Patterico's Pontifications

7/4/2003

HAPPY FOURTH TO PATTERICO READERS:

Filed under: General — Patterico @ 10:56 pm

HAPPY FOURTH TO PATTERICO READERS: We enjoyed the fireworks on the beach tonight. Hope your Fourth was equally rewarding.

ANOTHER UNFAIR PIECE ABOUT SCALIA:

Filed under: General — Patterico @ 12:31 am

ANOTHER UNFAIR PIECE ABOUT SCALIA: Debunking distortions of opinions by Justice Scalia could become a full-time job. This piece by David Broder says: “Scalia railed against ‘the so-called homosexual agenda’ and declared himself on the side of those who ‘do not want persons who openly engage in homosexual conduct as partners in their business, as scoutmasters for their children and teachers in their children’s schools or as boarders in their homes.'”

I’ll give you the same link to Scalia’s dissent that I gave in my previous post. Read it here. Forgive me for duplicating part of a quote from my earlier post, but it is necessary to give the full context of both of the quotes distorted by Broder.

“Today’s opinion is the product of a Court, which is the product of a law-profession culture, that has largely signed on to the so-called homosexual agenda, by which I mean the agenda promoted by some homosexual activists directed at eliminating the moral opprobrium that has traditionally attached to homosexual conduct.

“Many Americans do not want persons who openly engage in homosexual conduct as partners in their business, as scoutmasters for their children, as teachers in their children’s schools, or as boarders in their home. They view this as protecting themselves and their families from a lifestyle that they believe to be immoral and destructive. The Court views it as ‘discrimination’ which it is the function of our judgments to deter. So imbued is the Court with the law profession’s anti-anti-homosexual culture, that it is seemingly unaware that the attitudes of that culture are not obviously ‘mainstream'; that in most States what the Court calls ‘discrimination’ against those who engage in homosexual acts is perfectly legal; that proposals to ban such ‘discrimination’ under Title VII have repeatedly been rejected by Congress . . . that in some cases such ‘discrimination’ is mandated by federal statute [reference to the “don’t ask don’t tell” policy of the armed forces], and that in some cases such ‘discrimination’ is a constitutional right, see Boy Scouts of America v. Dale, 530 U. S. 640 (2000).

Let me be clear that I have nothing against homosexuals, or any other group, promoting their agenda through normal democratic means. Social perceptions of sexual and other morality change over time, and every group has the right to persuade its fellow citizens that its view of such matters is the best. That homosexuals have achieved some success in that enterprise is attested to by the fact that Texas is one of the few remaining States that criminalize private, consensual homosexual acts. But persuading one’s fellow citizens is one thing, and imposing one’s views in absence of democratic majority will is something else.” (My emphasis.)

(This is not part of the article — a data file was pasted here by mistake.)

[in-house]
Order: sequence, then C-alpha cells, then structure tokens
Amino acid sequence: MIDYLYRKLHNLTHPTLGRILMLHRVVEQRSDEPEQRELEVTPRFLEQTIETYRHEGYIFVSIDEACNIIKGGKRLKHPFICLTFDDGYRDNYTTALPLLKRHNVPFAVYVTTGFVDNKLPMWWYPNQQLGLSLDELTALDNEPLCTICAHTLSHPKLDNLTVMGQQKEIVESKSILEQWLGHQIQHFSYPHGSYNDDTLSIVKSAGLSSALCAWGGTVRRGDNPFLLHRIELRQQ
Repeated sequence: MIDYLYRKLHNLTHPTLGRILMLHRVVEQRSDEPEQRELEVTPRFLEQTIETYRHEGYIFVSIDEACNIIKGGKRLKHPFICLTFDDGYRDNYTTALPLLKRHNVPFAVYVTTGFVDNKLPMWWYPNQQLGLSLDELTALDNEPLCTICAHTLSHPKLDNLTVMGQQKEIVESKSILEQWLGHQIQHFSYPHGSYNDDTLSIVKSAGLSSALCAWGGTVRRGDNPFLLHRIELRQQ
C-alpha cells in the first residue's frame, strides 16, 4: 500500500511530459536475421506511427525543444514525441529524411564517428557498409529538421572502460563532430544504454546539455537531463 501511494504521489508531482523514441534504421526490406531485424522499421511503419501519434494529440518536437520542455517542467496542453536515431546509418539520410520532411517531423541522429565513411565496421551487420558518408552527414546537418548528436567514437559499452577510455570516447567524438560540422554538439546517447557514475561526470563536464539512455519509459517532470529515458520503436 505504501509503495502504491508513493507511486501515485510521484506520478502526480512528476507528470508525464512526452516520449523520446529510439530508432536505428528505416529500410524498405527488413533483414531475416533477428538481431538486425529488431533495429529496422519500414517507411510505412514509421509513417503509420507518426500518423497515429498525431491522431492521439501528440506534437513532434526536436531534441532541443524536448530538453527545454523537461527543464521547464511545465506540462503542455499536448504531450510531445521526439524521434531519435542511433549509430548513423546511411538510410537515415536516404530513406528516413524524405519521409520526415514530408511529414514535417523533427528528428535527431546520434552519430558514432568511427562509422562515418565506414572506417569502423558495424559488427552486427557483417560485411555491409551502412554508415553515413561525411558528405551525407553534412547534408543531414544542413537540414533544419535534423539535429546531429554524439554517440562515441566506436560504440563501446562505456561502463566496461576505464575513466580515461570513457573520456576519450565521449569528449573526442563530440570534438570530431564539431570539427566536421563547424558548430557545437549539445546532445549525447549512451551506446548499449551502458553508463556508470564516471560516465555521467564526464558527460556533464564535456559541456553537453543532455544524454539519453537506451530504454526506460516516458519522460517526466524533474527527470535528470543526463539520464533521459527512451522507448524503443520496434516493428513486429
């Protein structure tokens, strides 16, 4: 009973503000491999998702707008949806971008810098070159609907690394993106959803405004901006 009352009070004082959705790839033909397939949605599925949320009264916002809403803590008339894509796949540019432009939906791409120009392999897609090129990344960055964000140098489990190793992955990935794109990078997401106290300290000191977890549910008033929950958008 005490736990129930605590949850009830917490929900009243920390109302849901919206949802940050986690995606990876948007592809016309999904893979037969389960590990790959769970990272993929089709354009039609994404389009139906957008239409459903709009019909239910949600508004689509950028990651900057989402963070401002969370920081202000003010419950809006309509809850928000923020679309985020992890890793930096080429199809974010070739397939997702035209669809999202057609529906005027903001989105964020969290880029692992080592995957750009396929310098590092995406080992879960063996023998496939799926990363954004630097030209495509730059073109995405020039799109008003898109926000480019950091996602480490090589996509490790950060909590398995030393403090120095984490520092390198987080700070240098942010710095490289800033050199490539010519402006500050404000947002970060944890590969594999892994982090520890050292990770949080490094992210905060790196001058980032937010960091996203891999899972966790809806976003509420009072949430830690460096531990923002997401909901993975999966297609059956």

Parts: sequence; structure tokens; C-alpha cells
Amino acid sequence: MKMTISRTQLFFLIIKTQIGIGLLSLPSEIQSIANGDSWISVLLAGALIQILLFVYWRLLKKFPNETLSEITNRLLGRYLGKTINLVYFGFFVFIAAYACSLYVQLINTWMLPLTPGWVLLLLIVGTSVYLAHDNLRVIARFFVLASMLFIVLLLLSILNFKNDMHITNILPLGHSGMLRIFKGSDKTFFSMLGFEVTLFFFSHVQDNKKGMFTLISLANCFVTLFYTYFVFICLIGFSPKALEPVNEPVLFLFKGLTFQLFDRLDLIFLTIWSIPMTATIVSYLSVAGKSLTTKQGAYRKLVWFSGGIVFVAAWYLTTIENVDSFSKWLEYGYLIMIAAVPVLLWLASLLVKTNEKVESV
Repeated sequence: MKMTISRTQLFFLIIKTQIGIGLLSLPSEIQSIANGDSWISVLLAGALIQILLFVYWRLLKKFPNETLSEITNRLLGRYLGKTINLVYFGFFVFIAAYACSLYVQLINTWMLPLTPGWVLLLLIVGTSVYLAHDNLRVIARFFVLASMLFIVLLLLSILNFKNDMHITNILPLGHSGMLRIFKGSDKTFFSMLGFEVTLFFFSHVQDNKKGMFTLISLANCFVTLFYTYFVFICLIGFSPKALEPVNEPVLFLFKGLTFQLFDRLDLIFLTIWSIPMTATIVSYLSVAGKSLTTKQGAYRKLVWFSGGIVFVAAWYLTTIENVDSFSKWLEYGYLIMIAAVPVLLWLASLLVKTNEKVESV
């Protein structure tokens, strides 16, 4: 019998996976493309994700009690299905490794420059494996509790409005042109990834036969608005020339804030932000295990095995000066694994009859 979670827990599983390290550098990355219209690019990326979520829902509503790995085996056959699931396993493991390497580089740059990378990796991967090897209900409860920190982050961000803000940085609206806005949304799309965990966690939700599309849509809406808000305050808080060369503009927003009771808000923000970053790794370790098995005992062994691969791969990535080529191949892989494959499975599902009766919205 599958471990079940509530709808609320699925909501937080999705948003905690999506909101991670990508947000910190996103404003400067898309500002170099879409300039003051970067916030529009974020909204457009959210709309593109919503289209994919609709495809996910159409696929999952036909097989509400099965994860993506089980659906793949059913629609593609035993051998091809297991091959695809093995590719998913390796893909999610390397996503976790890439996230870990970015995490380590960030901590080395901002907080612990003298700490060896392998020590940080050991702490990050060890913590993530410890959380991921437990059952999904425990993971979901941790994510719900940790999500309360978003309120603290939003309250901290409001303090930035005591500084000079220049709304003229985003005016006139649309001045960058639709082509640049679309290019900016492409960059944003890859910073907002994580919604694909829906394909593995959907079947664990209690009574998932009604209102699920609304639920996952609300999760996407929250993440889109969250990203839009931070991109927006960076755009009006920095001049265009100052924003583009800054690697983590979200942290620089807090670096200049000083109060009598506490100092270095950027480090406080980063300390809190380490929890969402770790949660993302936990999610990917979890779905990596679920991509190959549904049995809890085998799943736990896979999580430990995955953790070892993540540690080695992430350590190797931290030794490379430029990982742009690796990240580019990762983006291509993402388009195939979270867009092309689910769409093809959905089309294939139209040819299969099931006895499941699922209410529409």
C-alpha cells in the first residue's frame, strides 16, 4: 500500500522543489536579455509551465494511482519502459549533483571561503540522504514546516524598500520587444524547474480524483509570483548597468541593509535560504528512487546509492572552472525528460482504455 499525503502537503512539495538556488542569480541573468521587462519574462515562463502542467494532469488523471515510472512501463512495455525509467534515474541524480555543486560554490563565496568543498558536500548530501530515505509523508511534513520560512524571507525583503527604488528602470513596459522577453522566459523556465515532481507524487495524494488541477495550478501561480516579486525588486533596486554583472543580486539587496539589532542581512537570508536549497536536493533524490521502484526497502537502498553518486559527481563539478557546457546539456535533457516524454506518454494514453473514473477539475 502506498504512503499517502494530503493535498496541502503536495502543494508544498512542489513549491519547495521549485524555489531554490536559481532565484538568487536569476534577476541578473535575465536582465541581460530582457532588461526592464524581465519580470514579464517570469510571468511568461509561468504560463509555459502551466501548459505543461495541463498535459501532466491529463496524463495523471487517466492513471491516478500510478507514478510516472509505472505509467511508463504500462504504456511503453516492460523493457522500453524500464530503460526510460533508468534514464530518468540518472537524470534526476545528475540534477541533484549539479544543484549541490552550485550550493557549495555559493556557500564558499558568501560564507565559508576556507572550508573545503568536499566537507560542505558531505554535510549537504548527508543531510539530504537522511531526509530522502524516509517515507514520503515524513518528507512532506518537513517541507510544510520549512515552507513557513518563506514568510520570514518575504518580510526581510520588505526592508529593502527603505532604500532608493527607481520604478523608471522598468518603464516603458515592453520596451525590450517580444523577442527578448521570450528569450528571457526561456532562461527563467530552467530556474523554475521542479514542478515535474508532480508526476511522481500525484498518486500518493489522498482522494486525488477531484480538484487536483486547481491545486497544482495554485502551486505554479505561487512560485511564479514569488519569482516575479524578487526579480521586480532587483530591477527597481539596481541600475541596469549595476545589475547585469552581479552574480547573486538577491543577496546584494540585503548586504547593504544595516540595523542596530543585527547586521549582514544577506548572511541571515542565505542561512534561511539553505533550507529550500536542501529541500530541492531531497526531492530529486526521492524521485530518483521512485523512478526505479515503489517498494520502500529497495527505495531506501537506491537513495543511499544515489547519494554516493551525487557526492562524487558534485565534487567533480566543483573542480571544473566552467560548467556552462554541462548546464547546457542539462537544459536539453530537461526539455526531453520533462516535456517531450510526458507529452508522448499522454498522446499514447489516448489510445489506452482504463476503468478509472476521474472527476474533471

That is what Broder characterizes as Scalia’s “rail[ing] against the ‘so-called homosexual agenda and “declaring himself on the side of” people who don’t want to associate with homosexuals. You can make up your own mind, but to me, Broder has unfairly characterized Scalia’s position.

Scalia’s point, evident when you read the entire passage above, is simply that the Supreme Court is making judgments that are supposed to be made by the people. Here, in the case of homosexuality, the Supreme Court has signed onto the “homosexual agenda,” which obviously includes seeking a reduction in the disapproval that many Americans feel concerning homosexuals. That many Americans feel such disapproval now is an inarguable point, illustrated by the fact that the anti-homosexual opinions of many Americans are embodied in federal and state law. Homosexuals are making progress at eroding that disapproval, and they have every right to do so. [And I personally hope they succeed.] But that should be done through the political process, not decreed by six lawyers coming from an elitist law background which is grounded in political views not shared by many in the country.

Now. Isn’t that a perfectly good defense of the people’s right to make decisions for themselves? I think it is. And when you start to read Scalia’s opinions, you will note that this is the common thread running through most of his opinions on controversial topics: let the people decide for themselves.

But Broder tells his readers that Scalia is “rail[ing] against the ‘so-called homosexual agenda” and “declaring himself on the side of” people who don’t want to associate with homosexuals. Broder has a right to his opinion, but I think it grossly distorts what Scalia said. Broder’s column is unfair to his readers, most of whom will never read Scalia’s opinion, but rather will take Broder’s word for it. Broder is seeing this all through the lenses of his hatred of Scalia. These lenses are legion in America’s newsrooms.


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